Kat sums up her experiences on Izzet Phoenix and it's pros and cons.


Initially the card was a format all-star in the form of Izzet Phoenix in Modern. The deck’s fast clock and flexible interaction made for a lethal combo, utilizing cards like Thing in the Ice and the since banned Faithless Looting. Even making a brief showing in Standard and Legacy. Upon the inception of Pioneer the deck was almost immediately imported. With the slightly lower power level of the format, slower cards like Strategic Planning and Chart a Course offered a similar experience to it’s Modern counterpart. With the addition of cards like Treasure Cruise to fix Phoenix’s card advantage issues, it started putting up results.

However fast forward a couple of months, the meta has developed a little more and Phoenix has all but disappeared from high level competitive Magic in Pioneer. I’m going to attempt to provide some insight into why that might have happened.


Phoenix is what you could class as a ‘Tempo’ deck. The kind of deck that wants to squeeze value out of it’s cards, presenting a clock and interacting with the opponent to maintain an advantage. Cards like Izzet Charm and Shock, while pretty low on power level, with the addition of Arclight Phoenix they become surprisingly effective. It’s possible to both answer opposing threats all while recurring your Phoenix to chip in for hasty and evasive damage. If built correctly these types of decks can deal with both aggro and control. Mono Blue Tempo, piloted by Autumn Burchett in the first Mythic Championship was a great example of this style of deck. Cards like Merfolk Trickster and Siren Stormtamer filled multiple roles, being a credible threat while protecting themselves or other creatures on the field.

In Pioneer, Phoenix thrives against decks like Mono-Red and Izzet Ensoul. Spells like Shock, Lava Axe and Izzet Charm are great at dealing with small threats, countering opposing Shrapnel Blasts, Ensoul Artifact etc. All the while flipping Thing in the Ice or generating a board of Elementals with Young Pyromancer. However as the format progressed it moved towards bigger mana decks and mid-range threats which proved challenging to deal with for the 1 to 2 CMC cards Phoenix utilizes. It’s pretty tough to kill a 6/6 with Shock.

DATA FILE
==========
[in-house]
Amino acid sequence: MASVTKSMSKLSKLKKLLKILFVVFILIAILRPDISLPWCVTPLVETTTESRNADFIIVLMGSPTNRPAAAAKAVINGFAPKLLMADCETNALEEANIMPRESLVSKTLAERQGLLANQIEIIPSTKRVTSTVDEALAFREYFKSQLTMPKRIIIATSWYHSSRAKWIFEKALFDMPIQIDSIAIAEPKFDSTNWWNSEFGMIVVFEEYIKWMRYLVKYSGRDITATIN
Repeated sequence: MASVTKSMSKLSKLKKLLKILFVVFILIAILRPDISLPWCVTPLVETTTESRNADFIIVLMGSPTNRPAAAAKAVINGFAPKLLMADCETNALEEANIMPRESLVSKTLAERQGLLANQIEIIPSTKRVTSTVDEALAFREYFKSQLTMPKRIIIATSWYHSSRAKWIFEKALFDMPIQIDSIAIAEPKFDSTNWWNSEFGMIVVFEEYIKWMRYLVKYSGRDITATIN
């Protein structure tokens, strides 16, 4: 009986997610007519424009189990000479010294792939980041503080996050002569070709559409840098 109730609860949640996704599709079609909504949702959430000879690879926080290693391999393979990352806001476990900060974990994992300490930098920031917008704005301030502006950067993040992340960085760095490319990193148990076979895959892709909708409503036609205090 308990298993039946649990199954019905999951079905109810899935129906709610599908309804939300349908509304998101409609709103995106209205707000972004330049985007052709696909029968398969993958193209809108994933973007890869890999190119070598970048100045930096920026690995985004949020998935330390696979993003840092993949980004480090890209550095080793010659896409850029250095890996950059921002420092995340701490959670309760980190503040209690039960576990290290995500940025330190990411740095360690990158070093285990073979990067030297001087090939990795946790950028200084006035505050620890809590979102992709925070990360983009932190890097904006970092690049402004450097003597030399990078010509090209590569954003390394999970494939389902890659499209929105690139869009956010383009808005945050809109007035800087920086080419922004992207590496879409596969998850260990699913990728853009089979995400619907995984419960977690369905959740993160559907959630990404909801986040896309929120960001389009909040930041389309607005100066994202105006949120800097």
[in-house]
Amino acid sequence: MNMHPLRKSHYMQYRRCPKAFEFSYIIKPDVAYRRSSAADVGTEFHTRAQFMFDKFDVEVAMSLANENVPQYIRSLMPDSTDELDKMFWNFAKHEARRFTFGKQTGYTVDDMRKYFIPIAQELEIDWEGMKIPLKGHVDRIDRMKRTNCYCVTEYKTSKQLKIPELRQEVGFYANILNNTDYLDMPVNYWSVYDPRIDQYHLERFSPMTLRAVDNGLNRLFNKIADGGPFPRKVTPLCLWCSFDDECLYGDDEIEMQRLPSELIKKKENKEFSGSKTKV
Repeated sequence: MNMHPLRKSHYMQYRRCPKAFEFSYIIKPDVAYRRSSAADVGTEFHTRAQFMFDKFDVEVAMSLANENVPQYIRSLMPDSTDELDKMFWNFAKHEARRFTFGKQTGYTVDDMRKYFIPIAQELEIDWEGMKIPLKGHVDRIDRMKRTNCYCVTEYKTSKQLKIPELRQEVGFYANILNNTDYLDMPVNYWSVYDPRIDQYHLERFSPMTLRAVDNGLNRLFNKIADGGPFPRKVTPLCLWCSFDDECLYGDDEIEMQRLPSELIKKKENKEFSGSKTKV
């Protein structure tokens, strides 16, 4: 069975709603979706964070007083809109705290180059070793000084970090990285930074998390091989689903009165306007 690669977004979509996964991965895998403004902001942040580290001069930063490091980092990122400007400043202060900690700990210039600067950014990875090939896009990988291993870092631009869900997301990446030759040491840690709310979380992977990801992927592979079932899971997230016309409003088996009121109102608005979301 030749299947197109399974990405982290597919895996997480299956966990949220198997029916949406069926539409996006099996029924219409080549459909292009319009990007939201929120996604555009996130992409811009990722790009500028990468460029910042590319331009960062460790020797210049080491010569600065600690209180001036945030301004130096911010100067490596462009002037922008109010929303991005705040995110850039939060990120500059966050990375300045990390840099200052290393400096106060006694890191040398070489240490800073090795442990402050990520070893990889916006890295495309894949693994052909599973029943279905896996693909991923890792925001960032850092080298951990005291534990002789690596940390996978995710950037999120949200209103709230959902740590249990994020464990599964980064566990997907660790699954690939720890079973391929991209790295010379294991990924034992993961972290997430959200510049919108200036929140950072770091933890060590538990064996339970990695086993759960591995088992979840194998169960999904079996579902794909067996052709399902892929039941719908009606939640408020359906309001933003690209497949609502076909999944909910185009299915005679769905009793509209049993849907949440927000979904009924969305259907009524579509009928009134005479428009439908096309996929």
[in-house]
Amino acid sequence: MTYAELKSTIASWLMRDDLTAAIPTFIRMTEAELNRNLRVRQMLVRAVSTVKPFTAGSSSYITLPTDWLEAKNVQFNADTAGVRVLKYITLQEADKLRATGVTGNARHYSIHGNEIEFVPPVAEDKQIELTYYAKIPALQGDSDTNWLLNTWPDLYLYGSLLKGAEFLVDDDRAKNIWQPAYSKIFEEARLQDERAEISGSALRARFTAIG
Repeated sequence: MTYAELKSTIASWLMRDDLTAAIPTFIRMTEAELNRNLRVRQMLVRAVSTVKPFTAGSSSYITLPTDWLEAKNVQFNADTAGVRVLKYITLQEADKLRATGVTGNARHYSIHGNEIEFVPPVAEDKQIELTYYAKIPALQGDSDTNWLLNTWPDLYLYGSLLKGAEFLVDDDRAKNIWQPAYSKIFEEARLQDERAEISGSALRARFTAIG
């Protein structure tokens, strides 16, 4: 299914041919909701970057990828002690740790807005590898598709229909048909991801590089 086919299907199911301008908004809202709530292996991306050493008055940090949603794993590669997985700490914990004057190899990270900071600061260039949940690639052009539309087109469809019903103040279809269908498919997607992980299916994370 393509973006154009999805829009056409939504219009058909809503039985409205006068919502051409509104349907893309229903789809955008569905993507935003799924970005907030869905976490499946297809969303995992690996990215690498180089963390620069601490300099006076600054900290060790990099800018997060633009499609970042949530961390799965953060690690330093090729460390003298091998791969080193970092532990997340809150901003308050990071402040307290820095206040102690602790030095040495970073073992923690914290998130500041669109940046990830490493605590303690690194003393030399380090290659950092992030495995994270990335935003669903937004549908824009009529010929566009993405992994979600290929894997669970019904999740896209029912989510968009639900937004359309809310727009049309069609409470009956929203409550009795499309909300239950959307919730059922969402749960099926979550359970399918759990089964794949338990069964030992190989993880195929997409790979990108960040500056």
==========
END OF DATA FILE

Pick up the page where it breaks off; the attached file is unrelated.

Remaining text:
Izzet Charm

Testing & Inverting

Testing for the season was a mixed bag. I’d had reasonable success against Mono-Red and Ensoul and even Mono-Black. However decks like Niv to Light, Bant Spirits and the dreaded Dimir Inverter of Truth was another story. After helping my close friend Scott Mines test for GP Brussels while he got to grips with Dimir Inverter, it became painfully obvious how weak Phoenix had become.

Inverter of Truth

The deck just had no way to effectively interact with the main combo of Inverter. Thassa’s Oracle and Inverter are both creatures that Izzet Charm can’t counter and both creatures are either impossible to profitably kill, block or simply just don’t matter. Oracle’s job is done once it hits the board, same for Inverter to a degree. To make it worse Dimir Inverter employs a lot of hand disruption which Phoenix is incredibly weak to. Card advantage is everything in Phoenix and losing a key tool like Izzet Charm or Treasure Cruise can slow you down enough for Inverter to go off while you’re still spinning your wheels.